It is also always appropriate to stop and think about whether you feel you can trust a therapist with this more sensitive type of treatment, even if you are comfortable receiving other types of work from the person.
You may personally prefer to receive breast treatment from a female massage therapist. It’s perfectly OK to make this choice. A principled therapist will always respect it and probably have referrals to offer.
On the Side of Caution
Every time I hear of new cases of sexual abuse, I feel angry and deeply saddened, both for the clients and for the therapists; these perpetrators are unhealthy and disturbed individuals. I’m also frustrated to see many missed opportunities for prevention.
Quite a few cases have involved clear management negligence, where massage business owners, managers, or supervisors failed to do simple background checks or to take complaints seriously and investigate them.
To some of you working in the field, the precautions I advocate might sound a bit extreme. I assure you they are not.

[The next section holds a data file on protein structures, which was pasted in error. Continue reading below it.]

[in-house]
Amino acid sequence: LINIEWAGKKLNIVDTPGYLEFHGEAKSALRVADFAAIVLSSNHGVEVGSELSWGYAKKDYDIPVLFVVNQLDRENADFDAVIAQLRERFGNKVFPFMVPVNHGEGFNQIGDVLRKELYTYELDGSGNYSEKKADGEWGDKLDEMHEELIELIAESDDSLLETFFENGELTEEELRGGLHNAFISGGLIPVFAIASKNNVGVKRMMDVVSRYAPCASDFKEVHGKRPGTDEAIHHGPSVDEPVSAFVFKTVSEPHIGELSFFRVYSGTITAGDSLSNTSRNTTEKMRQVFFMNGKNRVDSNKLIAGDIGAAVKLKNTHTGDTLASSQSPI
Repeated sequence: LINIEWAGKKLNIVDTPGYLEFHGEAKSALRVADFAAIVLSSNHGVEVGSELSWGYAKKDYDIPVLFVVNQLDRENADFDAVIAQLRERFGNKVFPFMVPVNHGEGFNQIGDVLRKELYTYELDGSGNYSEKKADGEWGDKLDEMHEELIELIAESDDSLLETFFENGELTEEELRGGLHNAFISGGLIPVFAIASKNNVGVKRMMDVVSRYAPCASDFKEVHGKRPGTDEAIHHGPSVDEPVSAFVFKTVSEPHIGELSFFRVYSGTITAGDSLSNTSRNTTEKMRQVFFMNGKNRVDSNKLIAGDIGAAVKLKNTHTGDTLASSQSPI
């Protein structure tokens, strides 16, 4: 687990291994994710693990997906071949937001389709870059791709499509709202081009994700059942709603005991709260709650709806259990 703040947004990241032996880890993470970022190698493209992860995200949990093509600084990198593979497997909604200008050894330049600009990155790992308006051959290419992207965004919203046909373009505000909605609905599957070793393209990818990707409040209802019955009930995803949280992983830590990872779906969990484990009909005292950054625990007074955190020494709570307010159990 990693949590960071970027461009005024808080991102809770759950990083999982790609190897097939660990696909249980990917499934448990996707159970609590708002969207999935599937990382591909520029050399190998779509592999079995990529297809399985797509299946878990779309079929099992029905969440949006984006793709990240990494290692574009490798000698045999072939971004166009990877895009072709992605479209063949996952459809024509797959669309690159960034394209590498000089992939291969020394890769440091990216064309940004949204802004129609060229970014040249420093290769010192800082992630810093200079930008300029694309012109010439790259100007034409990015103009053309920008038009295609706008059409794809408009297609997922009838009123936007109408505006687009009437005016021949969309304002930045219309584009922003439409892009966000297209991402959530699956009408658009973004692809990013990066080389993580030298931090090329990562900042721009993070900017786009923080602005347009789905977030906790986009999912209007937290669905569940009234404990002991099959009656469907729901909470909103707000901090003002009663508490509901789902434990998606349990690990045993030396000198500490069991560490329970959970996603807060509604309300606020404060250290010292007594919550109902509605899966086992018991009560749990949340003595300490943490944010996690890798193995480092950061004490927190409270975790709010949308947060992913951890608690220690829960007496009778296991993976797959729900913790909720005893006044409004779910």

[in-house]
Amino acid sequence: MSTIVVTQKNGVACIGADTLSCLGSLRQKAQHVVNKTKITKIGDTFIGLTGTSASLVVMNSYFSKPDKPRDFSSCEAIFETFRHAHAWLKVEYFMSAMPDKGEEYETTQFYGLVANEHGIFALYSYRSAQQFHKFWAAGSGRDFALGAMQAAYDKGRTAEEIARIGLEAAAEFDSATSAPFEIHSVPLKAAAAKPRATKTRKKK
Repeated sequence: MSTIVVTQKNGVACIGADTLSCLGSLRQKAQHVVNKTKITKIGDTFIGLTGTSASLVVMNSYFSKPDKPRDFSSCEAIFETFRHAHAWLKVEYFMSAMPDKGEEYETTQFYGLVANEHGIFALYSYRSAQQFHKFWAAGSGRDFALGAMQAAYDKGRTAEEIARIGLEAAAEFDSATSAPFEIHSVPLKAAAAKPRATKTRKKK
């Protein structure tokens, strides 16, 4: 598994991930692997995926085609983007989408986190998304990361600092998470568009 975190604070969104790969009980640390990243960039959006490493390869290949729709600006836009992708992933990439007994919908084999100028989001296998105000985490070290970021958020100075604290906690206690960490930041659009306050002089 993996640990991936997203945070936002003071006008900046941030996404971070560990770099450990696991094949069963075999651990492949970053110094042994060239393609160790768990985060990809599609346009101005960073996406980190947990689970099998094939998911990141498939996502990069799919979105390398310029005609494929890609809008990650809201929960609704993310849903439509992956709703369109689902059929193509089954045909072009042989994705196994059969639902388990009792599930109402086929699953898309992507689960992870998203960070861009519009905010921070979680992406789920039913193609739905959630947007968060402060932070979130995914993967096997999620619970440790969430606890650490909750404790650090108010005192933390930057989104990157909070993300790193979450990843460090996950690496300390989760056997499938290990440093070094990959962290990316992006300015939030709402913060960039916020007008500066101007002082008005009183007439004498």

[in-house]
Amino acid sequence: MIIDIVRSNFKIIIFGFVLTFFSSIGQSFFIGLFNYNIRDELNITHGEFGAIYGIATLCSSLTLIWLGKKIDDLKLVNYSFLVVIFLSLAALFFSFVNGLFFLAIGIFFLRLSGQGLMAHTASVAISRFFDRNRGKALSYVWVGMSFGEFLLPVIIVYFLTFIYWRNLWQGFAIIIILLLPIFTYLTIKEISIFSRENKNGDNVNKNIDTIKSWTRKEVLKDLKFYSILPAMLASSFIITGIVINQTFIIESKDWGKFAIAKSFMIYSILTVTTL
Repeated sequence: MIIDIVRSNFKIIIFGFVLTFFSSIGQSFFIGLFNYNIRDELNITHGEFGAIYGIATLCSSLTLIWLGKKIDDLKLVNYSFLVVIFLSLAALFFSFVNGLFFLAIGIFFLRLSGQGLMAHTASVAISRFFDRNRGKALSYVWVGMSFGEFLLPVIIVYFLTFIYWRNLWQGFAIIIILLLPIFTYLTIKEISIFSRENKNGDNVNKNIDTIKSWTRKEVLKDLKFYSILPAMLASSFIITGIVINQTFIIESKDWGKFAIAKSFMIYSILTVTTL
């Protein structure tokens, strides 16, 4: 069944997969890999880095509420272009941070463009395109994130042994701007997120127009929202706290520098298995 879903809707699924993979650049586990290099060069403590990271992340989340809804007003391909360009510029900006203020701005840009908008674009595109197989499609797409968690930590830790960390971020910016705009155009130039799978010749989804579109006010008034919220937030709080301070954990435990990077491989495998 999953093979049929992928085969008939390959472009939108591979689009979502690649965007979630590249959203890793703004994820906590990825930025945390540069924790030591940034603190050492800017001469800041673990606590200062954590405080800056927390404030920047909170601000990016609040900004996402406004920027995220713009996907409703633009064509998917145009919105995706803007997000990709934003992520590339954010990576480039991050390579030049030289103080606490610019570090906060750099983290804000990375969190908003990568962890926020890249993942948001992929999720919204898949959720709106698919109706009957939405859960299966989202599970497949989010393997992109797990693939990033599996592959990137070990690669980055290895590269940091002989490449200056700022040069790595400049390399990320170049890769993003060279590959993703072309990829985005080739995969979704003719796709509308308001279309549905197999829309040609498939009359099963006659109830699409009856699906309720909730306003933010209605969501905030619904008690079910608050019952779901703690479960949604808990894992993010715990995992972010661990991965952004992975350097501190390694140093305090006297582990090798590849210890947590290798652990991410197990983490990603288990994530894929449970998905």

Erring on the side of caution protects not only our clients and our individual massage business, but also the reputation of our profession as a whole. Massage therapy has been shown to have tremendous value in promoting health and well-being. Everyone has a right to enjoy these benefits without fear of sexual, physical or emotional harm.
About the Author
Since 2004, Ben E. Benjamin, PhD, has worked as an expert witness in cases involving sexual abuse by massage therapists and bodyworkers. He has authored many articles on professional ethics and co-authored the Ethics of Touch with Cherie Sohnen-Moe (Sohnen-Moe Associates, 2013). Benjamin has taught courses in ethics, boundaries and communication to somatic therapists for more than 30 years. He can be contacted at firstname.lastname@example.org.